Vidar Stevens, Rens Cremers
Journal of Public Administration and Governance, Volume 11, pp 316-329; doi:10.5296/jpag.v11i1.18299

Abstract:
Social branding is a new governance strategy in the field of sport. National governments and sport associations, for instance, use branding to reach out to fans and alter their perceptions of racism in sport. But how do fans, as a target group, actually value this governance strategy? This article zooms in on the purpose of social branding, as perceived by fans as a target group in a social branding campaign on racism in soccer in the Netherlands. The Q-sort methodology was used to study the subjective viewpoints of 29 soccer fans of different professional sport clubs. The analysis reveals that soccer fans prefer a transparent branding process in which they are recognized as coproducers of the brand and can add their story to the brand message that is conveyed to target audiences.
Tom Mark Brown
Journal of Public Administration and Governance, Volume 11, pp 110-127; doi:10.5296/jpag.v11i1.18095

Abstract:
This paper investigates the governance practices embedded within governance structures at the disposal of students at a public tertiary education institution, and student unrest as a mechanism to sway decision-making and reform policy at the case study institution of higher learning. In particular, the study is guided by a qualitative research paradigm using a structured interview tool to gather primary data using the University of the Western Cape (UWC) situated in Cape Town, South Africa, as a bounded case study, against the backdrop of the 2015-2016 #FeesMustFall (FMF) protests. It is suggested in this paper that student unrest is not the main reason, but rather a symptom of the broader inadequacies of the current participatory mechanisms available in university governance structures in general, and at the UWC. Employing a Path Dependency Theoretical (PDT) Approach. The article concludes by analyzing the findings of the empirical research, by identifying several themes and sub-themes.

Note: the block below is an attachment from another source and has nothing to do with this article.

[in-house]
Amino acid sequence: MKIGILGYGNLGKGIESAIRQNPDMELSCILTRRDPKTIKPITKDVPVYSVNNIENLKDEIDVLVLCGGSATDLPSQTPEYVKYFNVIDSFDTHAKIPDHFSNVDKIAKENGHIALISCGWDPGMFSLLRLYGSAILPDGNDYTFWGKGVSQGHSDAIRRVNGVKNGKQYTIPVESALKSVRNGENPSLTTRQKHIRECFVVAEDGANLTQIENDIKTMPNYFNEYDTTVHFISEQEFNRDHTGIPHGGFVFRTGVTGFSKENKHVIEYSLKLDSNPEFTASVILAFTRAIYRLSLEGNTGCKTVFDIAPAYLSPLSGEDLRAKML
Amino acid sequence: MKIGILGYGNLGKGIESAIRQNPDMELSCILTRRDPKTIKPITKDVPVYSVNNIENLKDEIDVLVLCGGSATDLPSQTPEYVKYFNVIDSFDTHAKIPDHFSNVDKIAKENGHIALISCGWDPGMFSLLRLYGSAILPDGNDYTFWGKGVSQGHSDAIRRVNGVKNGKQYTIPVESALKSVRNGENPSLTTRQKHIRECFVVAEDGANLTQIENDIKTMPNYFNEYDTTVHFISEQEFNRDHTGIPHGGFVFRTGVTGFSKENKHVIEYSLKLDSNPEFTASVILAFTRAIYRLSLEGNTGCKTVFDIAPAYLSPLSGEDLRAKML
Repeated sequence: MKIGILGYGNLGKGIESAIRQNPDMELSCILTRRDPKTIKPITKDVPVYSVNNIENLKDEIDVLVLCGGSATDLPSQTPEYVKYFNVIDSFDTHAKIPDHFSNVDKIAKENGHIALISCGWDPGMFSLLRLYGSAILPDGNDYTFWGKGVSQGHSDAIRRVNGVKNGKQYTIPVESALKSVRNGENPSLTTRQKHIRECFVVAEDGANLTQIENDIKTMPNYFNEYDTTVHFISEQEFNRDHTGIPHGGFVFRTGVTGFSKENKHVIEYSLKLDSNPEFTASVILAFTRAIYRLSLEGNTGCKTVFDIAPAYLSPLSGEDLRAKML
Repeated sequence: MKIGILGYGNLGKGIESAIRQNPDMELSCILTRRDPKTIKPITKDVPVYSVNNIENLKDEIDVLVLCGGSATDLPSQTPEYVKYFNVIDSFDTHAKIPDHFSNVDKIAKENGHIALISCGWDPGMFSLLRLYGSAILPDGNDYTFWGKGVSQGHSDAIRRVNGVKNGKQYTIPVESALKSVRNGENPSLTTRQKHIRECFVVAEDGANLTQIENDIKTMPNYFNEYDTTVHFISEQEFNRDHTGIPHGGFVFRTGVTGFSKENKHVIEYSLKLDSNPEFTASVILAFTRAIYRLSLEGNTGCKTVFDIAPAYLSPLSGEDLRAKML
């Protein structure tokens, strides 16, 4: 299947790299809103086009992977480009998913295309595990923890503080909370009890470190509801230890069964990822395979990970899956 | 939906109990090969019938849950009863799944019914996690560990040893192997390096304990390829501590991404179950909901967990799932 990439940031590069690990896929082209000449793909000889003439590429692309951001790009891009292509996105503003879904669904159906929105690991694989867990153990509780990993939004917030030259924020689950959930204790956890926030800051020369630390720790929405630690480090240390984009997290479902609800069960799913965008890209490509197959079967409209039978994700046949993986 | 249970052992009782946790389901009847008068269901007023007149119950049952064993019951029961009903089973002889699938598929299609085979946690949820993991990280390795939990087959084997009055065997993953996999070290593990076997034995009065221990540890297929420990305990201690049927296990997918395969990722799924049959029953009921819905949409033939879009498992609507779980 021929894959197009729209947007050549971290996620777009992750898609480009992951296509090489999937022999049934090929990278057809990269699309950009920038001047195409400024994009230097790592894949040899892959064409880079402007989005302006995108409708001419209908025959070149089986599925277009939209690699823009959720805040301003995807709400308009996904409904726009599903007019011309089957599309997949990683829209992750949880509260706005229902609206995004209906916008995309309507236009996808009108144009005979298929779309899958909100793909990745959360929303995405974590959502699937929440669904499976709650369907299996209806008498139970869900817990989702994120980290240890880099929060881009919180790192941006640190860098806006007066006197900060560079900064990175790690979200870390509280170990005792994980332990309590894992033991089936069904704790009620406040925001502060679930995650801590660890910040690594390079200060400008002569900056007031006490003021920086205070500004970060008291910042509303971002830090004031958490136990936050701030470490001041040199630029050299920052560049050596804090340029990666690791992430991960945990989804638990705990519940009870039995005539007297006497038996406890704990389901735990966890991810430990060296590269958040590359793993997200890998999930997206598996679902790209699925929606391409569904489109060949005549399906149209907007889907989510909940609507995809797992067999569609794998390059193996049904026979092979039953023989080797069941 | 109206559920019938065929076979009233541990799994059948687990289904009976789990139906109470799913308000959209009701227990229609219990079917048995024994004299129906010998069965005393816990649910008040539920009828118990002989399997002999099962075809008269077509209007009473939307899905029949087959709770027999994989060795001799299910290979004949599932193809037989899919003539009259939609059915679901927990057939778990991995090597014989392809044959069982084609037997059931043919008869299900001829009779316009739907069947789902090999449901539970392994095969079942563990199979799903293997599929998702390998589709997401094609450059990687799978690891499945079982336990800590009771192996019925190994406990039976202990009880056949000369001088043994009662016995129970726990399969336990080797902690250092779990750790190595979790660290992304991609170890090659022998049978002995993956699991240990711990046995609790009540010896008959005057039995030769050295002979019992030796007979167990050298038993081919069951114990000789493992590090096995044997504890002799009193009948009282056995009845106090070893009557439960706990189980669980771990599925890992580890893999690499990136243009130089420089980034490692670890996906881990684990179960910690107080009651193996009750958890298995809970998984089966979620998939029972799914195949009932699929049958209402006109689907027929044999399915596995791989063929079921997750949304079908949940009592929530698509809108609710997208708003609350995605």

Marco Henseler
Journal of Public Administration and Governance, Volume 11, pp 273-284; doi:10.5296/jpag.v11i1.18282

Abstract: